If you are among the 10,000 Yellowstone County residents who signed up for CodeRED on your phone this spring, but didn't receive alerts on the severe thunderstorms that hailed on you last month, it's time to revisit the county emergency services web page.
The web page and the choices available to county residents changed over the summer, according to K.C. Williams, county disaster and emergency services director.
Back in April when CodeRED debuted in this county, the web page didn't include a sign up for severe weather warnings — although many of us (including the editorial writer) thought that's what we were signing up for.
Now there are boxes to check for "Optional severe weather warnings." Each CodeRED user can check boxes to be notified of warnings for tornado, severe thunderstorm, flash flood and winter storm — or the user may choose to check for alerts on only some of those types of National Weather Service warnings. Users may choose to be notified by phone, text or both. The alerts can be sent to a cell phone or a land line.
There is no charge to the user for any of those alerts.
To get your alert choices updated or to sign up for CodeRED:
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- Go to www.co.yellowstone.mt.gov/des/
- Click on "Register online."
- On the next screen, if you already have a user name and password, look in the top right corner for "Login" and log in.
- Scroll down to find the weather alert choices.
- If you don't already have an account, you may create one by entering your address and phone number. You may create a "managed account" by choosing a user name and password that will allow you to sign in to change or update your address or alert preferences.
- If you don't want a user name and password, you may still sign up for emergency alerts and weather alerts at no charge. When you want to change your address or alert preferences, you will have to sign up again rather than logging in.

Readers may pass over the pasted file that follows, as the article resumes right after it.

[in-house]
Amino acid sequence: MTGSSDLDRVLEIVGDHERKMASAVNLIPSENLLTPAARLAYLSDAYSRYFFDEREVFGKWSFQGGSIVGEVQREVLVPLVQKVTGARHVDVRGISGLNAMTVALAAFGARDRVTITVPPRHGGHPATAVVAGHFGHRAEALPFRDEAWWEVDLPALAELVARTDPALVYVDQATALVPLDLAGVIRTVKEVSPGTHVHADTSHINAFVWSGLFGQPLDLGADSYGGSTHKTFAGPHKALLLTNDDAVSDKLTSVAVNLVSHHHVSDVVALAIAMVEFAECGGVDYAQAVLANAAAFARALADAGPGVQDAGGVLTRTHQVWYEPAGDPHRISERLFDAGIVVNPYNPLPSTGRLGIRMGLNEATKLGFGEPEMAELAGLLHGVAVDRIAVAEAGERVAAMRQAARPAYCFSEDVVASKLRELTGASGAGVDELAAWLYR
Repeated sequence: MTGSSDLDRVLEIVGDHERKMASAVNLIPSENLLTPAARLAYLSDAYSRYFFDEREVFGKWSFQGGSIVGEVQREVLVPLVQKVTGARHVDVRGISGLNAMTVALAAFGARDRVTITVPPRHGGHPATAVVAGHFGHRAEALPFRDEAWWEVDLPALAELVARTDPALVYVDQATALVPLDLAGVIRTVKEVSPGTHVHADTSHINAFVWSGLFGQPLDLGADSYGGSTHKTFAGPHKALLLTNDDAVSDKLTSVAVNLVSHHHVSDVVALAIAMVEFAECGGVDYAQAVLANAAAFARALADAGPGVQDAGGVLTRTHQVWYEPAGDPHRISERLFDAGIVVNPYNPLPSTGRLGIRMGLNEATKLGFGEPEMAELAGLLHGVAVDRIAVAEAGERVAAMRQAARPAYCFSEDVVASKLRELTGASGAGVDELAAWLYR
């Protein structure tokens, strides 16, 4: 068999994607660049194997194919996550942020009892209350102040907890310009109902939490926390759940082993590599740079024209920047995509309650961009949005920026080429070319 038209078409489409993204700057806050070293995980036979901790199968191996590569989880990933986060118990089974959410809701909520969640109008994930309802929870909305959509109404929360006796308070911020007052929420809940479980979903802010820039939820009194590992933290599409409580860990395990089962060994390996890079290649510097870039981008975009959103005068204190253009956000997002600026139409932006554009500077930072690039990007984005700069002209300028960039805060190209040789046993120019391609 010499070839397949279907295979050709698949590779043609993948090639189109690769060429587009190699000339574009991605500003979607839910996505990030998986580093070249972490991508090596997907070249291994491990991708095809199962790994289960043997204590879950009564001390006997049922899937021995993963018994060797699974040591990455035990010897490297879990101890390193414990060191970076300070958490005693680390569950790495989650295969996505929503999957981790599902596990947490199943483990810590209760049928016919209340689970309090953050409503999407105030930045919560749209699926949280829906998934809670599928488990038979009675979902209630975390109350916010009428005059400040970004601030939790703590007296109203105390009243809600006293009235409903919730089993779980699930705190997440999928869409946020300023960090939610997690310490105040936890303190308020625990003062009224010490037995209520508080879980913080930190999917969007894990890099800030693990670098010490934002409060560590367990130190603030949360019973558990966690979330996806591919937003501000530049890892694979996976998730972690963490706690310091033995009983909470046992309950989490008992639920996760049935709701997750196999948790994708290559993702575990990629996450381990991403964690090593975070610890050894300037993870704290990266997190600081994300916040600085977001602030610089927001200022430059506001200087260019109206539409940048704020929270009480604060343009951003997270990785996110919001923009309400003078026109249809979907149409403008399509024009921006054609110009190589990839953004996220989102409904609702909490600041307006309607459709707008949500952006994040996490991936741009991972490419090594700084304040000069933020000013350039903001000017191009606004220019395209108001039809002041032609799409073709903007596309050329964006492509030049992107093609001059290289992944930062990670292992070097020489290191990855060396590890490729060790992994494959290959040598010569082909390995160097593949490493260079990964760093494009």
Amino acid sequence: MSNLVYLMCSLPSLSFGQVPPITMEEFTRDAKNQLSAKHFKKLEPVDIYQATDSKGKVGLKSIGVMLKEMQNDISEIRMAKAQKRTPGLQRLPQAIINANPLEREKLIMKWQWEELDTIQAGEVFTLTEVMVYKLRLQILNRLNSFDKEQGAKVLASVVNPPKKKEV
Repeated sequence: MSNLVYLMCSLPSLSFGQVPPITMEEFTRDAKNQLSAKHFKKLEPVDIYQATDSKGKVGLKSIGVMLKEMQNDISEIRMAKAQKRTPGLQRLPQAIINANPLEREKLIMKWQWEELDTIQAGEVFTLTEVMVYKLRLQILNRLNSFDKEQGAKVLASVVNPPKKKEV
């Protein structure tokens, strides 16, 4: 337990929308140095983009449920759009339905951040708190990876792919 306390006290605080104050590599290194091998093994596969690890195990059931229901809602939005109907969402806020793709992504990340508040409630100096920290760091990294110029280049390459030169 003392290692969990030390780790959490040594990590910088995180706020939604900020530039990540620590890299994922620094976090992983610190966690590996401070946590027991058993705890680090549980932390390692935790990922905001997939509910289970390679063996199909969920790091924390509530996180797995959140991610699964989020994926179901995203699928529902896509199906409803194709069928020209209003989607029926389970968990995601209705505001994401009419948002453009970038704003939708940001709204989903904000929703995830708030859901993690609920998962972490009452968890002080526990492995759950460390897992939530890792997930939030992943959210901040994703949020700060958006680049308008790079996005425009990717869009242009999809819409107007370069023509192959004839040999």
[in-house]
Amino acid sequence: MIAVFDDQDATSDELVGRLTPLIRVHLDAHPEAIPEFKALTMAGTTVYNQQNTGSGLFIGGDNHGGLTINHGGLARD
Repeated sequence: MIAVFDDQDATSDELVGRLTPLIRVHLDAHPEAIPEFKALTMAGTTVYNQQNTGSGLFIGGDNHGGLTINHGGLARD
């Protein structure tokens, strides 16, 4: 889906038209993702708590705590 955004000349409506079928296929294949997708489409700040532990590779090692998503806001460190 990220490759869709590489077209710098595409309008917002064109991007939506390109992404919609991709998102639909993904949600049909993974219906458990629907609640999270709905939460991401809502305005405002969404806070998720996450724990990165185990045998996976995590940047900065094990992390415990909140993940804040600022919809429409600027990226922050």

- If you don't have internet access, phone Yellowstone County Disaster Services for assistance at 256-2775.
There's a difference between "emergency" and "severe weather" notifications, according to Williams. The emergency alerts come from Yellowstone County, which, for example, sent out alerts recently on the Mountainview fire that burned for days between Molt and Billings. The weather alerts come from the National Weather Service and are delivered via the CodeRED system to all users in the geographic area covered by that NWS warning.
Consider checking both "emergency" and "weather." Another choice, "general notifications" may include such things as roadwork closures or city snow plowing schedules.
The Yellowstone County Emergency Services web page also has an option for downloading the CodeRED app from either Apple or Android stores. There is currently a charge of 99 cents for the app, a charge that Williams said is going away by year's end. The app is designed to receive NWS severe weather alerts wherever the phone is, so it would provide alerts as the user travels.
The CodeRED roll out in our county has been bumpy. Communications on this new-to-us emergency communications system has fallen short. Despite the frustration so far, emergency alerts are vital for public safety in the event of severe weather, wildfires and other hazards. Not knowing in advance increases risk of injury, death and property damage. Despite the problems here, CodeRED has been used successfully for years in other states and even in other Montana counties.
Give CodeRED another try, Yellowstone County. Let us know how it goes; send your comments to email@example.com.